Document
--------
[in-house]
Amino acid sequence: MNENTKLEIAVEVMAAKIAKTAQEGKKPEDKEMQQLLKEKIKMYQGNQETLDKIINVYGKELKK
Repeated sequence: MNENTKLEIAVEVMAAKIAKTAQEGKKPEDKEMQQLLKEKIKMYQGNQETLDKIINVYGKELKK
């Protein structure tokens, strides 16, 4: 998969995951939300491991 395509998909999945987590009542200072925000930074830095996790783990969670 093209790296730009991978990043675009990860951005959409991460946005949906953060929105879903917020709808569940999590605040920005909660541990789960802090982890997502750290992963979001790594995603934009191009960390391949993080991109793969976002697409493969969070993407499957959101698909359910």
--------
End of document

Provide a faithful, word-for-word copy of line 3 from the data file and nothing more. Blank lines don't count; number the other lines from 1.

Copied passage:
Repeated sequence: MNENTKLEIAVEVMAAKIAKTAQEGKKPEDKEMQQLLKEKIKMYQGNQETLDKIINVYGKELKK